We’re in the midst of a pandemic. With the Novel Coronavirus (COVID-19) quickly spreading, we need to stay away from large groups of people. Schools have closed, events have been canceled, and businesses are closing until further notice.
Is this overreacting?
Or is this response too little, too late? Only time will tell but currently hospitals cannot handle a full-blown outbreak since there are simply not enough medical professionals, not enough supplies like N95 medical masks, and not enough medical facilities. As of today though, the first human trial of a vaccine developed by Moderna has started. All these closures and precautions are needed to even out the medical demand and give more time for a vaccine to be developed and properly tested. This is needed to reduce deaths.
Unfortunately, this partial shutdown of our communities will also affect local economies as bars close, restaurants lose business, productivity slows down, and parents have to stay home to take care of kids not in school. Let’s face the facts: some businesses can weather this loss and others will not and we may even be looking at a recession. Hopefully national legislation will pass to provide relief to these beleaguered businesses and families in the short term. However, we can’t be sure this will happen nor that it will solve the issue.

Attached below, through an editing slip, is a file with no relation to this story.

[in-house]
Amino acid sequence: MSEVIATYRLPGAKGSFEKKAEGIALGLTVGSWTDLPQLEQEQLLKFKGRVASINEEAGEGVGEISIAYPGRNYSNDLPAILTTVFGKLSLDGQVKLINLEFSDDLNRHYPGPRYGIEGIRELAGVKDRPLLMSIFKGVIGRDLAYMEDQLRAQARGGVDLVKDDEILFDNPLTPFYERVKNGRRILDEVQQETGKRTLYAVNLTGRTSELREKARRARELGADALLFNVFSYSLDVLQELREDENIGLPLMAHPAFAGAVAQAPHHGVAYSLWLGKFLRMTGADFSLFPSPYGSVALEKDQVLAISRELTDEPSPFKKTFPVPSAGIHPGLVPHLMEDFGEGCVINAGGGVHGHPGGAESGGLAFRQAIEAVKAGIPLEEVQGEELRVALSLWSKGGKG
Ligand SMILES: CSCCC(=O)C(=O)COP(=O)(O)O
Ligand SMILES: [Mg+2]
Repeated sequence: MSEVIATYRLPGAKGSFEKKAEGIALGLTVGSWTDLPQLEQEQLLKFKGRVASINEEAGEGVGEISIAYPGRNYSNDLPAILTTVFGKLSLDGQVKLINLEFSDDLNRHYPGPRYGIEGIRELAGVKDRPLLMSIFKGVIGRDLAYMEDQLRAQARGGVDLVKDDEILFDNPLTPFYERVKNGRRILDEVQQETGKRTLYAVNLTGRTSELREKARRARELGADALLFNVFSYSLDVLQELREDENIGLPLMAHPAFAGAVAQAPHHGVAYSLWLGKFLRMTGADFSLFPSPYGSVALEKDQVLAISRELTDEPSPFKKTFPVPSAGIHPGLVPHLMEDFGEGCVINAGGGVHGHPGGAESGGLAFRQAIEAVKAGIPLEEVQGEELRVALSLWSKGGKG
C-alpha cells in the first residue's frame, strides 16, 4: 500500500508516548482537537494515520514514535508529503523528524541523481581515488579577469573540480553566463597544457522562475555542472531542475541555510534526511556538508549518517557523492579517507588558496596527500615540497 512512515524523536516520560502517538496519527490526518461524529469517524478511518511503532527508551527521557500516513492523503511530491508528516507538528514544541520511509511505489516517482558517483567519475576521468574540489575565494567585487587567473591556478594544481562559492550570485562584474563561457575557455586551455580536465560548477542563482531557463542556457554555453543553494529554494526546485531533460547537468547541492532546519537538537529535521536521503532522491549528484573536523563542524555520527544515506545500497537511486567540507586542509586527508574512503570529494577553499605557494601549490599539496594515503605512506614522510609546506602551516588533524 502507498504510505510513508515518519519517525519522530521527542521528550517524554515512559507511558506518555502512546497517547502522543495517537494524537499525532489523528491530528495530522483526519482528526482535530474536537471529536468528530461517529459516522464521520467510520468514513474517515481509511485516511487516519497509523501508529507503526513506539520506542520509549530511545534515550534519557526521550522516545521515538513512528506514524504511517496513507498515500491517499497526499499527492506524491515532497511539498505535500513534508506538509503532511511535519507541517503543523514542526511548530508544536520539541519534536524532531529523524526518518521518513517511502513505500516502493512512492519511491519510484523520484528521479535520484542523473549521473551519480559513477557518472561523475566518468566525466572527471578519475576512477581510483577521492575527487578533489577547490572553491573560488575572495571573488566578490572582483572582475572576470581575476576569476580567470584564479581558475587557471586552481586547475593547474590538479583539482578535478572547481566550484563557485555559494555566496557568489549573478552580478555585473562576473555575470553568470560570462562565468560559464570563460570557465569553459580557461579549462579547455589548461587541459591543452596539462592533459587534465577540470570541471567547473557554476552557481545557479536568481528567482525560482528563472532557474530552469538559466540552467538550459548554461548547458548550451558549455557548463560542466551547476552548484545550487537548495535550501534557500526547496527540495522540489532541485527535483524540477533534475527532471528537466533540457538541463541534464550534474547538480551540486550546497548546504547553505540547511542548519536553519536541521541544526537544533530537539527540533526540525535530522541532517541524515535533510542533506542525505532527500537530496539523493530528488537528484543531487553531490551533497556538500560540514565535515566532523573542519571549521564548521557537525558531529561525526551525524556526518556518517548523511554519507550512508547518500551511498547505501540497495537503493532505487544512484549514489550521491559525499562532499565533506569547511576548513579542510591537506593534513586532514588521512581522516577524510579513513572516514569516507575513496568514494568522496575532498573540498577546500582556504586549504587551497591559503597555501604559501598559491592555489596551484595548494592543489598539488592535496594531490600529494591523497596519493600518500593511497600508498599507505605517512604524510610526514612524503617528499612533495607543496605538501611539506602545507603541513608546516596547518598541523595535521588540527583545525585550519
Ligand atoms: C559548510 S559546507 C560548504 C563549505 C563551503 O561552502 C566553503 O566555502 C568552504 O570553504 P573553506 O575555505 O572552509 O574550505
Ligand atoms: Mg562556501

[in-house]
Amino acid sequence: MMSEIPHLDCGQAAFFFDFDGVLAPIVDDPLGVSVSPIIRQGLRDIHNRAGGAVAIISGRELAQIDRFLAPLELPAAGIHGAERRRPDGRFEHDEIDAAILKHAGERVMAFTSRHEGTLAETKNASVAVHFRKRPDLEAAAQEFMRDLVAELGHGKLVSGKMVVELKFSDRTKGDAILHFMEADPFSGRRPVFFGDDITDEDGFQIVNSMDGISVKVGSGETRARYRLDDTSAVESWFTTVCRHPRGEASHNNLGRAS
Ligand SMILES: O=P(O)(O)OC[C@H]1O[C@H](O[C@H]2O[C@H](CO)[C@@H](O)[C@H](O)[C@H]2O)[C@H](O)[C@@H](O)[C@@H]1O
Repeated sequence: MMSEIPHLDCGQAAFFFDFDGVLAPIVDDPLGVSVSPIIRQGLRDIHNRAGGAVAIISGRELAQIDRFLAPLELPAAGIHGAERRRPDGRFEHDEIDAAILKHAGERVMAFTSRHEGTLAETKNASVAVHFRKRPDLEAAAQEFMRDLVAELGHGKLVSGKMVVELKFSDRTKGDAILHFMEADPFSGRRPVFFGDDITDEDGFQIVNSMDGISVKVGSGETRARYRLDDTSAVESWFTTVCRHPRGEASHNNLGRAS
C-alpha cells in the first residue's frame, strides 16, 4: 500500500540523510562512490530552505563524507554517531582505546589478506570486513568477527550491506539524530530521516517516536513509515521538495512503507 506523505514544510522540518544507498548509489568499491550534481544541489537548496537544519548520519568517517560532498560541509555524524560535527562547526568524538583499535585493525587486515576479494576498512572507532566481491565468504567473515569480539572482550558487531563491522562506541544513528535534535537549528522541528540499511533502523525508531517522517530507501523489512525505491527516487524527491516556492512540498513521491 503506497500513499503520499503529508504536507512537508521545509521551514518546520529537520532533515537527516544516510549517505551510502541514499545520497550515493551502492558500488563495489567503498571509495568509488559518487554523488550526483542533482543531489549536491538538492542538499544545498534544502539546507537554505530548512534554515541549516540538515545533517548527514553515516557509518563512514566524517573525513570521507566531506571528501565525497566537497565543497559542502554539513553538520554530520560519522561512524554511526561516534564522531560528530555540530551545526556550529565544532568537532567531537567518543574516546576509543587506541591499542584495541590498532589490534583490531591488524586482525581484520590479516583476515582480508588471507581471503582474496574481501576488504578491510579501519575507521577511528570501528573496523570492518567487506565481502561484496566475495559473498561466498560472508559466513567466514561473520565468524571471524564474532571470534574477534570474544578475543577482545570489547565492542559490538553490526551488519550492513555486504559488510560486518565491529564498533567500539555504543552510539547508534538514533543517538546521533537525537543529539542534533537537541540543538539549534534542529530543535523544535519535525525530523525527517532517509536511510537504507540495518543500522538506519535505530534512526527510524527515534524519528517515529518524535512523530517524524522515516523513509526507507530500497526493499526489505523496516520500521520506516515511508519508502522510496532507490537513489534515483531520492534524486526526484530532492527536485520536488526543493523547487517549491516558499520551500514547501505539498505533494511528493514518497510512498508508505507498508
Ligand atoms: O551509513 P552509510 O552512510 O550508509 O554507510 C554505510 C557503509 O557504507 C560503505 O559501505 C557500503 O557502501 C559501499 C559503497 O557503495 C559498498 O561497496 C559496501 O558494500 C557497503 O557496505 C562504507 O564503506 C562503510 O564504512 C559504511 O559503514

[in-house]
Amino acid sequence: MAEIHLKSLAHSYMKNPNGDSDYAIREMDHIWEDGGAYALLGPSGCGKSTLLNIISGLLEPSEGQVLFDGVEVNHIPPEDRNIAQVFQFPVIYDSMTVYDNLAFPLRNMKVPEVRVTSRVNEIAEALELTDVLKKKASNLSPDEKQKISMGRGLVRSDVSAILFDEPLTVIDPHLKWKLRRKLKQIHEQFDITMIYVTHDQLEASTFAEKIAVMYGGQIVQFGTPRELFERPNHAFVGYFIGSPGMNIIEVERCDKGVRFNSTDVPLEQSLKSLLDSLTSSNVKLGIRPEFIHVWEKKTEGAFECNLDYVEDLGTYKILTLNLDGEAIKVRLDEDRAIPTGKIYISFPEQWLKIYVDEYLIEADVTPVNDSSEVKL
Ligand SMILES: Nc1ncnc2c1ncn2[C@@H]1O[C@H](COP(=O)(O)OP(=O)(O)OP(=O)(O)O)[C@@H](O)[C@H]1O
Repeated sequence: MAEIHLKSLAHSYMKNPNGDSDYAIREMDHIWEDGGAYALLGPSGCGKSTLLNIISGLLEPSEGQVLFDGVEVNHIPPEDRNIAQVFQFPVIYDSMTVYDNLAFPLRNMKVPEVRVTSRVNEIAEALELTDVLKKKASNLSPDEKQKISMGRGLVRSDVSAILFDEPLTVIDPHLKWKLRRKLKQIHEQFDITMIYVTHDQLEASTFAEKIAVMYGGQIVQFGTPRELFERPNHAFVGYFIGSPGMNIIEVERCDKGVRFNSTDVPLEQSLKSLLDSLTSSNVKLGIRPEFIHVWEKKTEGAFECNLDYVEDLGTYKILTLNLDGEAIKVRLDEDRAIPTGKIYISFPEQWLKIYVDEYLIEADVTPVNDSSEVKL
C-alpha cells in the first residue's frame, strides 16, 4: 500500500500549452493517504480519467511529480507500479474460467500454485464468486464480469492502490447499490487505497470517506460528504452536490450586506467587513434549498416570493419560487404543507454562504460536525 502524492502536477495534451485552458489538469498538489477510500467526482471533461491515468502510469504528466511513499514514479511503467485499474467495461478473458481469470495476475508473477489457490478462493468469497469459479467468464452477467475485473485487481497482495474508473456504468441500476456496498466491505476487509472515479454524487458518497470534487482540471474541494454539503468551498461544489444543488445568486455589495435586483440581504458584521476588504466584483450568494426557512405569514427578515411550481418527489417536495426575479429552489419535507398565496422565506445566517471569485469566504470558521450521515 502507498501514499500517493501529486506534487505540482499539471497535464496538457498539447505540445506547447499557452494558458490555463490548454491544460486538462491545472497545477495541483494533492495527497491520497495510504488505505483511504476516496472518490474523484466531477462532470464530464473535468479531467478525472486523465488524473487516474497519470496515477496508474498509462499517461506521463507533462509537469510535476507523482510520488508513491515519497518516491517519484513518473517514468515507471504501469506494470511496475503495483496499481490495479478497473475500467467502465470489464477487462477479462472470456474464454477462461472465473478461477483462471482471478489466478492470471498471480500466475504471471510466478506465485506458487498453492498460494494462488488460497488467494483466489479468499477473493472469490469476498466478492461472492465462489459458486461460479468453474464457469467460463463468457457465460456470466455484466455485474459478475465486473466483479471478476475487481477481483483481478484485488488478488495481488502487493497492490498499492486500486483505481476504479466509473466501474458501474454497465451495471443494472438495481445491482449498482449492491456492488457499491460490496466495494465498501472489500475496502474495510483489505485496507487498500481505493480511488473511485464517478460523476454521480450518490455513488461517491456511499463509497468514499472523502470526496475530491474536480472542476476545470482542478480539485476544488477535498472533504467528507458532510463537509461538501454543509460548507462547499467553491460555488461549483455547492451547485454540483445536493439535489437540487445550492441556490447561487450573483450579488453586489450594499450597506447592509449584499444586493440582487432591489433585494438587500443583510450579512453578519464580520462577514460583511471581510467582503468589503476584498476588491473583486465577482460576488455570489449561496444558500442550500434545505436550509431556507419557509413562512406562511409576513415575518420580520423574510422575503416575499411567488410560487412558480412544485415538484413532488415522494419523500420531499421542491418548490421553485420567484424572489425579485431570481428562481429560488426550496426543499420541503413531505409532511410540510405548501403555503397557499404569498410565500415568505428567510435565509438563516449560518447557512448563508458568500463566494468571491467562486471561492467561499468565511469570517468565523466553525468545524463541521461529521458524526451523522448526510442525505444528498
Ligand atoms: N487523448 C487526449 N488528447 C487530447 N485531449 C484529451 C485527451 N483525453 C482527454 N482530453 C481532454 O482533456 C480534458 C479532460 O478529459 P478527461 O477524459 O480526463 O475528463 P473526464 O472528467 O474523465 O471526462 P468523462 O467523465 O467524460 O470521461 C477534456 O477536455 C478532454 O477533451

So what should we do?
First off, take care of yourself and your family. If you can work from home, do so. Limit your exposure to slow the spread. At Thrive, most of us are working from home until we hear otherwise. We encourage other businesses to do the same. If you can’t, make sure to wash your hands at least 20 seconds, avoid close contact, and sanitize work spaces as much as possible.
According to the CDC, “The best way to prevent illness is to avoid being exposed to this virus.” Read more tips on their website.
Help the Community
If you are able, do your part to help your community during these difficult times. In fact, I received a wonderful email from online event site Eventbrite with several great suggestions on what you can do:
- Offering grocery store runs or meal delivery to the elderly and immunocompromised
- Contributing financially to food banks for children who have lost access to daily meals during school closures
- Purchasing gift certificates to local restaurants, record stores, and brick & mortar retailers to provide an alternative revenue stream
- Hosting virtual happy hours with friends and family to bolster human connection
- Buying tickets to future community events to show support for the greater community
- Donating to artists, performers, and venues to show solidarity and continue the celebration of the arts
- Creating wishlists for direct delivery to non-profit organizations and shelters that cannot currently receive in-person donations
- Providing online attendance options for classes, concerts, church services and more to connect communities to meaningful experiences
We’ll all need to chip in to help our community. After you make sure that you are safe and that your family is safe, we encourage you to make a difference in your community as well.